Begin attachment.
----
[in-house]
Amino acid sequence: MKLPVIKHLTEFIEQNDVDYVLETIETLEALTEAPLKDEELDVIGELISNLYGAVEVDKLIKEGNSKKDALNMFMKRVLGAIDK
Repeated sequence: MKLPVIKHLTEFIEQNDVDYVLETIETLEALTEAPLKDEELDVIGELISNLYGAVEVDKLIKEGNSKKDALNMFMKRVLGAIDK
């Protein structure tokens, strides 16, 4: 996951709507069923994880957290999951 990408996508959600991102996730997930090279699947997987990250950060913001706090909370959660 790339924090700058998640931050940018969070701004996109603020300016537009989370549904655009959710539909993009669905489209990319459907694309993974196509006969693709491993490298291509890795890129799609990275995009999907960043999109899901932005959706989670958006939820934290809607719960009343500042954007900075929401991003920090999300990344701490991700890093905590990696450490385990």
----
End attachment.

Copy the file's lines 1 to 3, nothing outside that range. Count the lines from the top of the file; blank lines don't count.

[in-house]
Amino acid sequence: MKLPVIKHLTEFIEQNDVDYVLETIETLEALTEAPLKDEELDVIGELISNLYGAVEVDKLIKEGNSKKDALNMFMKRVLGAIDK
Repeated sequence: MKLPVIKHLTEFIEQNDVDYVLETIETLEALTEAPLKDEELDVIGELISNLYGAVEVDKLIKEGNSKKDALNMFMKRVLGAIDK